A group of Republican lawmakers from the US House Financial Services Committee has urged Securities and Exchange Commission (SEC) Chairman Gary Gensler to address inquiries concerning the hack of the agency’s X account on January 9, 2024.
The inquiry stemmed from a tweet posted on the SEC X account on January 9, falsely claiming the approval and listing of Bitcoin ETFs on all registered national securities exchanges.
The misleading post gained widespread traction on business news websites, Bloomberg TV, and various social media platforms until Chairman Gensler clarified that the agency’s account had been compromised.
The @SECGov twitter account was compromised, and an unauthorized tweet was posted. The SEC has not approved the listing and trading of spot bitcoin exchange-traded products.
— Gary Gensler (@GaryGensler) January 9, 2024
The 15-minute gap between the viral post and Gensler’s clarification saw the price of Bitcoin surge to nearly $48,000, highlighting the potential impact of misinformation on the cryptocurrency market.
Source: CoinMarketCap BTC data
The committee’s letter stressed the critical connection between the SEC’s ability to fulfill its mission, which includes investor protection, fair and efficient markets, capital formation, and effective communication with market participants.
Led by Chair Patrick McHenry and members Rep. Bill Huizenga, Rep. French Hill, and Rep. Ann Wagner, the committee stated its jurisdiction to oversee SEC activities in accordance with Rule X of the Rules of the House of Representatives.
Gensler Receives Backlashes Over Viral Post
The recent incident marks a significant setback for Gensler, who has prioritized cybersecurity as a key focus area.
The SEC chair has actively enforced more stringent regulations to improve the disclosure of cyber incidents by businesses. He has also taken punitive actions against crypto-centric platforms that mislead investors about their cybersecurity practices.
In minutes following Gensler’s clarification of the hoax information, Bill Hagerty, a member of the Senate Banking Committee, stated that the SEC’s account compromise was “unacceptable” and demanded accountability.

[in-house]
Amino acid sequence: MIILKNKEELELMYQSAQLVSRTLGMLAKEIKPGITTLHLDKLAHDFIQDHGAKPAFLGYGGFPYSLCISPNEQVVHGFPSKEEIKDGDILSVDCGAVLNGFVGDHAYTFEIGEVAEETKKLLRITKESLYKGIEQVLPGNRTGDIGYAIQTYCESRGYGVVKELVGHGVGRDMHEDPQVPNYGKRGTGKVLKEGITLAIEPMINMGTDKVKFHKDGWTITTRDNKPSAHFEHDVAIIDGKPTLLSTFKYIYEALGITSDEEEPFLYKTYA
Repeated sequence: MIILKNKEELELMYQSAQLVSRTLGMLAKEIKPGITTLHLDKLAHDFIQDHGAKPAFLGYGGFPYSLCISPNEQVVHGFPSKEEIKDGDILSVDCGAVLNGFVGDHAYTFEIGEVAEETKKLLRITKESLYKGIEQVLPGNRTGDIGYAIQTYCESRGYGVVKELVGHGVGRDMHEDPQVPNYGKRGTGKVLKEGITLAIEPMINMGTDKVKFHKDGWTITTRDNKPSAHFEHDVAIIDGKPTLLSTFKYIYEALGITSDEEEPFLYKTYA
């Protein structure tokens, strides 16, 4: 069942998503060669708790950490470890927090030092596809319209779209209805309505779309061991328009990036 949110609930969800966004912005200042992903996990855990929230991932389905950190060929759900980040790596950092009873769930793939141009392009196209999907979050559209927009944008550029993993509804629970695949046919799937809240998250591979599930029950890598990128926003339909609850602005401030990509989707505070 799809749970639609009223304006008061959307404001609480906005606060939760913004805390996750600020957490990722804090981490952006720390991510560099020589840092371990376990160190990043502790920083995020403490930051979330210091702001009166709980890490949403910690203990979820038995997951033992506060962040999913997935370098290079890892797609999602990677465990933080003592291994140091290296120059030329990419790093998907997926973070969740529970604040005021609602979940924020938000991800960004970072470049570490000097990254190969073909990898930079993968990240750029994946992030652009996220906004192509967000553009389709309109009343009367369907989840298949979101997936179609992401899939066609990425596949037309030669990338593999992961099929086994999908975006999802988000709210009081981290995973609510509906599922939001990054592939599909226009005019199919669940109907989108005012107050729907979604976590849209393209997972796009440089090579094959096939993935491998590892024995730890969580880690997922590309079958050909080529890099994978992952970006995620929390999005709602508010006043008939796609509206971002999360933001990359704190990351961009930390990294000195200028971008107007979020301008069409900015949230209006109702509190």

Just like the SEC would demand accountability from a public company if they made such a colossal market-moving mistake, Congress needs answers on what just happened. This is unacceptable. https://t.co/tWtLqHtqpu
— Senator Bill Hagerty (@SenatorHagerty) January 9, 2024
Meanwhile, the X safety team attributed the compromise to an unidentified individual gaining control over a phone number associated with the agency’s account through a third party.
We can confirm that the account @SECGov was compromised and we have completed a preliminary investigation. Based on our investigation, the compromise was not due to any breach of X’s systems, but rather due to an unidentified individual obtaining control over a phone number…
— Safety (@Safety) January 10, 2024
“We can also confirm that the account did not have two-factor authentication enabled at the time the account was compromised,” the team further stated.
ZachXBT, a prominent blockchain investigator, shared a screenshot of Gensler’s prior announcement emphasizing the importance of account authentication, which, in an embarrassing turn of events, led to the SEC’s compromise.
Hi @GaryGensler this is a reminder to secure your financial accounts as well as protect against identity theft and fraud.
— ZachXBT (@zachxbt) January 10, 2024
Other crypto enthusiasts have also expressed concerns about the SEC’s competency in securing investors’ funds if they cannot protect their social media accounts.
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